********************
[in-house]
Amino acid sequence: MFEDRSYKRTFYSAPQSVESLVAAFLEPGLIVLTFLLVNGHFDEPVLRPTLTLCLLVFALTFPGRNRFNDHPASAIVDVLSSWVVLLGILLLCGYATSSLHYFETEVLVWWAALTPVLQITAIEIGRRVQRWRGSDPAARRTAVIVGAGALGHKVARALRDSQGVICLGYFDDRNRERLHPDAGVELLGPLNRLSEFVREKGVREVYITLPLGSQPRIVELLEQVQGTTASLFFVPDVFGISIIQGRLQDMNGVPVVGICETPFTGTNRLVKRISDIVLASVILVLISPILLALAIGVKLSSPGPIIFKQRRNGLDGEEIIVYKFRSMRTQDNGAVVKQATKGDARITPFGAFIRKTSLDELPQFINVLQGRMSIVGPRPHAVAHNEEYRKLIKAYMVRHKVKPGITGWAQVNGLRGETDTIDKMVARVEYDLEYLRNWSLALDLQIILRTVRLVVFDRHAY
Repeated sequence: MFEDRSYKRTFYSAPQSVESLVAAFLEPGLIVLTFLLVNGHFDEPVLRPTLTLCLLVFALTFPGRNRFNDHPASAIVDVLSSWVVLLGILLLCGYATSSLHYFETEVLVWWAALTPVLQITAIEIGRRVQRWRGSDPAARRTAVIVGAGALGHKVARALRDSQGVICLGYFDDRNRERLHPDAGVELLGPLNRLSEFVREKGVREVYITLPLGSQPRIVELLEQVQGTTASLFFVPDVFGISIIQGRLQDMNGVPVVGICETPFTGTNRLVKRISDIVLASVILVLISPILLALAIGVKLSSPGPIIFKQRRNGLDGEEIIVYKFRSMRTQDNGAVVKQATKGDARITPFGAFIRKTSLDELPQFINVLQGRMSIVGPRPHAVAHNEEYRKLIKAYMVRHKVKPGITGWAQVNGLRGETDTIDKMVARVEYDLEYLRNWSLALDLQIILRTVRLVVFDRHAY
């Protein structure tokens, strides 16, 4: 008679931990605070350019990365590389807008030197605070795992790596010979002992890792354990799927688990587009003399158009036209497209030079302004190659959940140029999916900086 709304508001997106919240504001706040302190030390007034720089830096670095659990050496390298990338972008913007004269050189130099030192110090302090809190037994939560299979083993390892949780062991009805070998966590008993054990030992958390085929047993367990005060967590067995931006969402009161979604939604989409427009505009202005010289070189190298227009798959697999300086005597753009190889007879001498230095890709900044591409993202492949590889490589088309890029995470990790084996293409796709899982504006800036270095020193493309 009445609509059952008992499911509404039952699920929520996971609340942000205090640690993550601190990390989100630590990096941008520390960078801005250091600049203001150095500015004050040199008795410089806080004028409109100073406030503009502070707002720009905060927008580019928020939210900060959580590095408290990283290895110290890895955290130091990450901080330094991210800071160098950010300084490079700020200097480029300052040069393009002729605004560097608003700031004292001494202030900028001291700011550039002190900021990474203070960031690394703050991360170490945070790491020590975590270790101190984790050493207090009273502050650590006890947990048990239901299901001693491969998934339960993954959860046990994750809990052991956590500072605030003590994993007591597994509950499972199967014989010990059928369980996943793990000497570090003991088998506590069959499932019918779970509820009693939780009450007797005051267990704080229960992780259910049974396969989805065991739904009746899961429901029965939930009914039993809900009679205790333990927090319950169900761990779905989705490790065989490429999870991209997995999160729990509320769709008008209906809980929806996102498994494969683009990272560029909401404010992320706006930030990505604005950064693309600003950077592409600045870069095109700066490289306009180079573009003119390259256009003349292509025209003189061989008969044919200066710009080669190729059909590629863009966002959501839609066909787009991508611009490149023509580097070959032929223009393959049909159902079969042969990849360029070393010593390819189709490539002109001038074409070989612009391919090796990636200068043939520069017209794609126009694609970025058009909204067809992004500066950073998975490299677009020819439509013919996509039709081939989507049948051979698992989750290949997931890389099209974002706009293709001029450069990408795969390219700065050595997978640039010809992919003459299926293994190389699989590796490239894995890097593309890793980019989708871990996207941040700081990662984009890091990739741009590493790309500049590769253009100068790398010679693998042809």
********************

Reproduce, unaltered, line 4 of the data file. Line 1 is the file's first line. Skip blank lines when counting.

């Protein structure tokens, strides 16, 4: 008679931990605070350019990365590389807008030197605070795992790596010979002992890792354990799927688990587009003399158009036209497209030079302004190659959940140029999916900086 709304508001997106919240504001706040302190030390007034720089830096670095659990050496390298990338972008913007004269050189130099030192110090302090809190037994939560299979083993390892949780062991009805070998966590008993054990030992958390085929047993367990005060967590067995931006969402009161979604939604989409427009505009202005010289070189190298227009798959697999300086005597753009190889007879001498230095890709900044591409993202492949590889490589088309890029995470990790084996293409796709899982504006800036270095020193493309 009445609509059952008992499911509404039952699920929520996971609340942000205090640690993550601190990390989100630590990096941008520390960078801005250091600049203001150095500015004050040199008795410089806080004028409109100073406030503009502070707002720009905060927008580019928020939210900060959580590095408290990283290895110290890895955290130091990450901080330094991210800071160098950010300084490079700020200097480029300052040069393009002729605004560097608003700031004292001494202030900028001291700011550039002190900021990474203070960031690394703050991360170490945070790491020590975590270790101190984790050493207090009273502050650590006890947990048990239901299901001693491969998934339960993954959860046990994750809990052991956590500072605030003590994993007591597994509950499972199967014989010990059928369980996943793990000497570090003991088998506590069959499932019918779970509820009693939780009450007797005051267990704080229960992780259910049974396969989805065991739904009746899961429901029965939930009914039993809900009679205790333990927090319950169900761990779905989705490790065989490429999870991209997995999160729990509320769709008008209906809980929806996102498994494969683009990272560029909401404010992320706006930030990505604005950064693309600003950077592409600045870069095109700066490289306009180079573009003119390259256009003349292509025209003189061989008969044919200066710009080669190729059909590629863009966002959501839609066909787009991508611009490149023509580097070959032929223009393959049909159902079969042969990849360029070393010593390819189709490539002109001038074409070989612009391919090796990636200068043939520069017209794609126009694609970025058009909204067809992004500066950073998975490299677009020819439509013919996509039709081939989507049948051979698992989750290949997931890389099209974002706009293709001029450069990408795969390219700065050595997978640039010809992919003459299926293994190389699989590796490239894995890097593309890793980019989708871990996207941040700081990662984009890091990739741009590493790309500049590769253009100068790398010679693998042809």